The first step in MPT is to identify the building blocks of the core investment solution. Then, select the lowest cost funds because research has confirmed that low cost is the best predictor of future returns. The lowest cost solution leads to Vanguard Funds.
Vanguard was created forty years ago by Jack Bogle to serve you as investors rather than let Wall Street serve itself. In 1976, he launched the world’s first index mutual fund. The company was formed as a not for profit and is owned by the investors who own its funds. Typical investment management companies are owned by outside stockholders. These companies have to charge fees to pay their owners which reduces investor’s returns. At Vanguard there are no outside owners therefore, no conflicting loyalties. Profits are returned to fund investors in the form of lower expenses. Low costs help investors keep more of their returns which can help earn more money over time. The company’s interests are completely aligned with those of the investors in their funds. This vision and structure has taken Vanguard to the position of the largest fund company in the world with over three trillion invested. Every decision they make, like every decision we make here at Pearson Financial, is guided by a singular vision to create the best possible outcome for its clients.
We use Vanguard stock and bond portfolios as building blocks along with your other existing investments to achieve a diversified, personalized investment solution. These building blocks include the following Vanguard stock and bond funds:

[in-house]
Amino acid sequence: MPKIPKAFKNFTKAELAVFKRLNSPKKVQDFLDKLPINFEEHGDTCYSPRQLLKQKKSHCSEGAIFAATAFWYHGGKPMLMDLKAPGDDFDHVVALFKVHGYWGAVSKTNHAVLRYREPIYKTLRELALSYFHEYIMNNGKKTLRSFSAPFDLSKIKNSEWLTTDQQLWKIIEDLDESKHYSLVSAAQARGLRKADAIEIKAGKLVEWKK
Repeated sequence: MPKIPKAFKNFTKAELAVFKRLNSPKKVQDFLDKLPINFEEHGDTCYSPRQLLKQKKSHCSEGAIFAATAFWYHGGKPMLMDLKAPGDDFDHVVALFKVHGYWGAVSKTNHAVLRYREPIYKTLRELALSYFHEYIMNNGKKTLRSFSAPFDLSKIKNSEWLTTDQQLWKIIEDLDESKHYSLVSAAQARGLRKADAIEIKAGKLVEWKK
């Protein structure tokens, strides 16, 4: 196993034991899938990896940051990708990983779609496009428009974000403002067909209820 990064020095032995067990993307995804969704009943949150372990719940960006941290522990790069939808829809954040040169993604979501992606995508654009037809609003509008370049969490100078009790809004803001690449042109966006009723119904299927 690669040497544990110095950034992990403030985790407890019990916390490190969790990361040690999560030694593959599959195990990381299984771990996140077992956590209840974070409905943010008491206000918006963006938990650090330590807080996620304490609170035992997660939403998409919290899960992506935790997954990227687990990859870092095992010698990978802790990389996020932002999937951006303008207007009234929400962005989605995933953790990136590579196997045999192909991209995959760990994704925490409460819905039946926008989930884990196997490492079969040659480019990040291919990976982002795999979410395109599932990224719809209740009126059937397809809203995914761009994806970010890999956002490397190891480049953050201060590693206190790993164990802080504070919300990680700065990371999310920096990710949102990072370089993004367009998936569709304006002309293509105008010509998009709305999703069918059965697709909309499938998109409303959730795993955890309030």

Short Term Investment Grade (VFSUX)
Massachusetts Tax-Exempt (VMATX)
Intermediate-Term Tax-Exempt (VWIUX)
Total US Stock Market (VTI)
Developed Markets (VEA)
Emerging Markets (VWO)
Modern Portfolio Theory is not a constant but a system using up to date returns as well as historical behavior in different economic scenarios to determine the appropriate, optimum portfolio for you. It is interesting to note that this October, Stephen Blyth, the manager of Harvard University’s $37.6 billion endowment, said he incorporates elements from Modern Portfolio Theory to gain superior long-term returns and avoid short-term disappointment. He went on to say, “Our objectives are to be achieved while maintaining a portfolio whose risk profile is in line with the University’s risk tolerance.”
So in summary, it is a proven system that leads us in fulfilling our role as your investment advisors, rather than an individual. Growing acceptance of the system that has worked so well for the last twenty-six years, gives us confidence that it will be a very valuable guide for the foreseeable future. For decades, as a team, we have helped families successfully meet the challenge of growing, protecting and distributing their assets. Pearson Financial was designed to provide a full breadth of financial services for generations to come and as your professionals gain experience, that promise of continuity is achieved.